You’re probably a bit nervous, which is understandable. You know there’s a lot to learn, and you’re going to encounter people with more experience than you. What might surprise you on your first day, though, is the variety of ages.

Many new graduates don’t think about age diversity at work. Up until now, anyone you worked with or went to school with was similar in age. Anyone older tended to be a boss or professor.

Not anymore. Now you’re going to have peers that are decades older than you — and you might even manage someone who is your senior. How can you navigate this in your first job? Here are some tips.

Build a Strong Relationship With HR

Many professionals think of HR as “where they go when they’re in trouble,” like the principal’s office, but that’s far from the case. The human resources department can help you with various important issues when you start your first job.

For example, HR is where you set up your benefits and ask questions about health insurance, retirement accounts, and other employee perks. A good HR manager can also help you navigate the different generations of employees that surround you.

There’s no reason to be intimidated by older employees or to disregard their ideas as outdated. Instead, respect them as peers and learn from them while communicating your expertise as well.

Know the Different Generations

Because you’ve been surrounded by your own generation your entire life until now, it can be a bit challenging to understand how other generations see the world. Of course, memes and jokes on social media don’t help, either!

Baby boomers were born between 1945 and 1964. They have a strong work ethic but didn’t grow up with access to a lot of technology. They tend to stay in one job for a long time, and they prefer face-to-face communication.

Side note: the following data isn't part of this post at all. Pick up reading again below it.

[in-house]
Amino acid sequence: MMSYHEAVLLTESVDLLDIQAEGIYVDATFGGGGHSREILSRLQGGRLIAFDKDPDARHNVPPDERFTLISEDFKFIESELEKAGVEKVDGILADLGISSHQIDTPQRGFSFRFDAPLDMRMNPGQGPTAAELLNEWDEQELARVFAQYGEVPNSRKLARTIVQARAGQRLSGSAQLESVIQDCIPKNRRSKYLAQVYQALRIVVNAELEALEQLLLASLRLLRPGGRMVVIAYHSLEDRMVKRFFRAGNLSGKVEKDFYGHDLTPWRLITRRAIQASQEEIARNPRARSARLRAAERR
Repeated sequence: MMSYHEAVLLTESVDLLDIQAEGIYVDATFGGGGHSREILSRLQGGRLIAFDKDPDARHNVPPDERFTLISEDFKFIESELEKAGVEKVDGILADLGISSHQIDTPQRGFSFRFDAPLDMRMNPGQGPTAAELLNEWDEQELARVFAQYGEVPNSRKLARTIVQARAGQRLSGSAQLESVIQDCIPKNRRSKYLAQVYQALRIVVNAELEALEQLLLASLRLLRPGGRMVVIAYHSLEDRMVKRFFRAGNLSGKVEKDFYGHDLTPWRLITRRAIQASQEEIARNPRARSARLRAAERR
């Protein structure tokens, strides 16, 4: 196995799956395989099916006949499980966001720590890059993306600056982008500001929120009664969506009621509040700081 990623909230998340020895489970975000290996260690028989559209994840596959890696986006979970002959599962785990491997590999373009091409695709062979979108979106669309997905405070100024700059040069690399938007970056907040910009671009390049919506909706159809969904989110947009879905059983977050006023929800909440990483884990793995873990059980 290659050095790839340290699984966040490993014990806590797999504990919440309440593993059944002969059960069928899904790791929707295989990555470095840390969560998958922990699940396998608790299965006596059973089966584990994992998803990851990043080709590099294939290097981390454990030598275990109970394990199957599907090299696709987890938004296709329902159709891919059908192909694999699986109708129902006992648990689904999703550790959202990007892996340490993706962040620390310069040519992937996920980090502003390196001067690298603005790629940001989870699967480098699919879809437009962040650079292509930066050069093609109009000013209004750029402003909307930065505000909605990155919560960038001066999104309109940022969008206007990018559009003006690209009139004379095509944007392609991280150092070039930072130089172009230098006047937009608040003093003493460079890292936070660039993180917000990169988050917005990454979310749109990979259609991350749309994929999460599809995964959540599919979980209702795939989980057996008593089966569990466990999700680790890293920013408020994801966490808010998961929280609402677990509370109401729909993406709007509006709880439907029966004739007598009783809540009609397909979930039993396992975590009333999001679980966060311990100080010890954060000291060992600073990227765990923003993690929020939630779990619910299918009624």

Generation X was born between 1965 and 1980. This generation is financially responsible and hard-working. They are often comfortable working with technology but also do well in person. Generation X workers look for flexibility in their work environment.

Millennials were born between 1981 and 1996. They joined the workforce during difficult economic times, so they have a looser view of long-term careers. They’re comfortable with digital communication and are quick to join social networks. Millennials look for a deeper purpose in their work, along with opportunities for advancement.

Finally, there’s Generation Z. That’s you! Born between 1997 and 2012, these folks are just entering the workforce. Gen Z are digital natives and concerned with financial debt. At work, they look for flexible working arrangements, social opportunities, and career development.

As you meet your coworkers, pay attention to what generation they’re in and how that might shape their outlook on work as well as their goals. For example, baby boomers and Millennials are very different in their approaches!

Take Advantage of the Diversity Around You

Working side-by-side with different generations may be a bit scary at first, but the truth is that it’s a huge benefit for your career. There’s a lot of wisdom in people who are older — and younger — than you are.

Make sure you learn to communicate professionally with everyone and consider their perspective, life experiences, and goals. When you do, you’ll find that other generations are happy to accept you and learn from you as well!

BIO: Dan Matthews is a writer with a degree in English from Boise State University. He has extensive experience writing online at the intersection of business, finance, marketing, and culture.